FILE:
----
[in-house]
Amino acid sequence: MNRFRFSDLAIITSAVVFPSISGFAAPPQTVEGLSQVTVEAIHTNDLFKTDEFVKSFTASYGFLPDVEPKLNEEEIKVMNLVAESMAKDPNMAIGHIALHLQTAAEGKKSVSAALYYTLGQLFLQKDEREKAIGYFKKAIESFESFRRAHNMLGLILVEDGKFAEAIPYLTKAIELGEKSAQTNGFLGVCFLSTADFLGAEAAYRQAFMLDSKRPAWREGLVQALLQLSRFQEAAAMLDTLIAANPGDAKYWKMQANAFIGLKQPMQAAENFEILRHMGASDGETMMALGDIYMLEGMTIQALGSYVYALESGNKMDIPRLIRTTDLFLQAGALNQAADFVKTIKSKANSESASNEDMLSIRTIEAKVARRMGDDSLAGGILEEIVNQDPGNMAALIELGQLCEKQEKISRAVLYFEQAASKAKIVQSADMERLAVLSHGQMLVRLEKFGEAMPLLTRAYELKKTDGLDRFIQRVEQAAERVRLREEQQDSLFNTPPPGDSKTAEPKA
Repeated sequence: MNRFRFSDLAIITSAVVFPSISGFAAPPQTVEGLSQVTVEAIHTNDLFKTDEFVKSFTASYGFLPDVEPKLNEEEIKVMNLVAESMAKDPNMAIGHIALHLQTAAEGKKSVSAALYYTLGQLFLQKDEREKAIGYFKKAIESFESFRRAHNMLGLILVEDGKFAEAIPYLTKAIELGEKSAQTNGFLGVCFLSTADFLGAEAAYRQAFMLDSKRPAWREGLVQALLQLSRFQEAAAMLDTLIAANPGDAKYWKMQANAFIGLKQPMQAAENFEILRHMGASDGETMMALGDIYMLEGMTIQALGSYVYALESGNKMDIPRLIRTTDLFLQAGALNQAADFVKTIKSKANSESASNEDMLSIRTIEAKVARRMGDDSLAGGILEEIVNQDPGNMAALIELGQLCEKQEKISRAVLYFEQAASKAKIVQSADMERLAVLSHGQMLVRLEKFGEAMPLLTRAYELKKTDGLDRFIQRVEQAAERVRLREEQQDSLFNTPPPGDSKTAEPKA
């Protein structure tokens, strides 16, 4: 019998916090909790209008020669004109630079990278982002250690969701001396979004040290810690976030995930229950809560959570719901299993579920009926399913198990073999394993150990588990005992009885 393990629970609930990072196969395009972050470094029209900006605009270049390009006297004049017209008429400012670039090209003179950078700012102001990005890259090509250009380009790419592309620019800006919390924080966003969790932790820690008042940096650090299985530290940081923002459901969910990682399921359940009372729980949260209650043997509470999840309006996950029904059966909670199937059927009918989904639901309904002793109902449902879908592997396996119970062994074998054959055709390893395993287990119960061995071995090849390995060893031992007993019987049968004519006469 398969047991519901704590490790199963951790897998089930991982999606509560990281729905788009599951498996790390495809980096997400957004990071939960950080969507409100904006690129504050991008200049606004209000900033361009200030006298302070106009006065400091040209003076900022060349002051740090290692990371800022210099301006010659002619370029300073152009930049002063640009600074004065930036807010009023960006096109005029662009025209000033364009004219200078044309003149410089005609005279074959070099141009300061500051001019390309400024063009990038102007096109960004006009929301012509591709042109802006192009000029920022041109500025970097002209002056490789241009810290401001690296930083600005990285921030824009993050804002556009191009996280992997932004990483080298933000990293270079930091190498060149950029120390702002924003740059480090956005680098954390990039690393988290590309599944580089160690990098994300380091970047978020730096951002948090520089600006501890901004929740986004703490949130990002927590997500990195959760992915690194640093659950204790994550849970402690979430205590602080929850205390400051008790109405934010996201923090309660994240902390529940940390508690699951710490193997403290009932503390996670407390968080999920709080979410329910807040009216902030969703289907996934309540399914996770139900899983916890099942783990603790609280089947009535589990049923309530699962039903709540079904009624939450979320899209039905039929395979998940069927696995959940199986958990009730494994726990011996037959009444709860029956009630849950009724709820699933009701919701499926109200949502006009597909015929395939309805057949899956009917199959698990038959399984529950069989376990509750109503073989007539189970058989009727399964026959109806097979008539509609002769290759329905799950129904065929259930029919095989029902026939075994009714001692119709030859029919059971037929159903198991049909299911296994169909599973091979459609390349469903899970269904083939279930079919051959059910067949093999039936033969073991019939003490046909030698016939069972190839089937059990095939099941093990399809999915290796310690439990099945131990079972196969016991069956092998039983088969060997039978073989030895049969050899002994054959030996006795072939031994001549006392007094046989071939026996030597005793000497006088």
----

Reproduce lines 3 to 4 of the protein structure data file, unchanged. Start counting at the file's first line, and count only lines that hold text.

Repeated sequence: MNRFRFSDLAIITSAVVFPSISGFAAPPQTVEGLSQVTVEAIHTNDLFKTDEFVKSFTASYGFLPDVEPKLNEEEIKVMNLVAESMAKDPNMAIGHIALHLQTAAEGKKSVSAALYYTLGQLFLQKDEREKAIGYFKKAIESFESFRRAHNMLGLILVEDGKFAEAIPYLTKAIELGEKSAQTNGFLGVCFLSTADFLGAEAAYRQAFMLDSKRPAWREGLVQALLQLSRFQEAAAMLDTLIAANPGDAKYWKMQANAFIGLKQPMQAAENFEILRHMGASDGETMMALGDIYMLEGMTIQALGSYVYALESGNKMDIPRLIRTTDLFLQAGALNQAADFVKTIKSKANSESASNEDMLSIRTIEAKVARRMGDDSLAGGILEEIVNQDPGNMAALIELGQLCEKQEKISRAVLYFEQAASKAKIVQSADMERLAVLSHGQMLVRLEKFGEAMPLLTRAYELKKTDGLDRFIQRVEQAAERVRLREEQQDSLFNTPPPGDSKTAEPKA
């Protein structure tokens, strides 16, 4: 019998916090909790209008020669004109630079990278982002250690969701001396979004040290810690976030995930229950809560959570719901299993579920009926399913198990073999394993150990588990005992009885 393990629970609930990072196969395009972050470094029209900006605009270049390009006297004049017209008429400012670039090209003179950078700012102001990005890259090509250009380009790419592309620019800006919390924080966003969790932790820690008042940096650090299985530290940081923002459901969910990682399921359940009372729980949260209650043997509470999840309006996950029904059966909670199937059927009918989904639901309904002793109902449902879908592997396996119970062994074998054959055709390893395993287990119960061995071995090849390995060893031992007993019987049968004519006469 398969047991519901704590490790199963951790897998089930991982999606509560990281729905788009599951498996790390495809980096997400957004990071939960950080969507409100904006690129504050991008200049606004209000900033361009200030006298302070106009006065400091040209003076900022060349002051740090290692990371800022210099301006010659002619370029300073152009930049002063640009600074004065930036807010009023960006096109005029662009025209000033364009004219200078044309003149410089005609005279074959070099141009300061500051001019390309400024063009990038102007096109960004006009929301012509591709042109802006192009000029920022041109500025970097002209002056490789241009810290401001690296930083600005990285921030824009993050804002556009191009996280992997932004990483080298933000990293270079930091190498060149950029120390702002924003740059480090956005680098954390990039690393988290590309599944580089160690990098994300380091970047978020730096951002948090520089600006501890901004929740986004703490949130990002927590997500990195959760992915690194640093659950204790994550849970402690979430205590602080929850205390400051008790109405934010996201923090309660994240902390529940940390508690699951710490193997403290009932503390996670407390968080999920709080979410329910807040009216902030969703289907996934309540399914996770139900899983916890099942783990603790609280089947009535589990049923309530699962039903709540079904009624939450979320899209039905039929395979998940069927696995959940199986958990009730494994726990011996037959009444709860029956009630849950009724709820699933009701919701499926109200949502006009597909015929395939309805057949899956009917199959698990038959399984529950069989376990509750109503073989007539189970058989009727399964026959109806097979008539509609002769290759329905799950129904065929259930029919095989029902026939075994009714001692119709030859029919059971037929159903198991049909299911296994169909599973091979459609390349469903899970269904083939279930079919051959059910067949093999039936033969073991019939003490046909030698016939069972190839089937059990095939099941093990399809999915290796310690439990099945131990079972196969016991069956092998039983088969060997039978073989030895049969050899002994054959030996006795072939031994001549006392007094046989071939026996030597005793000497006088």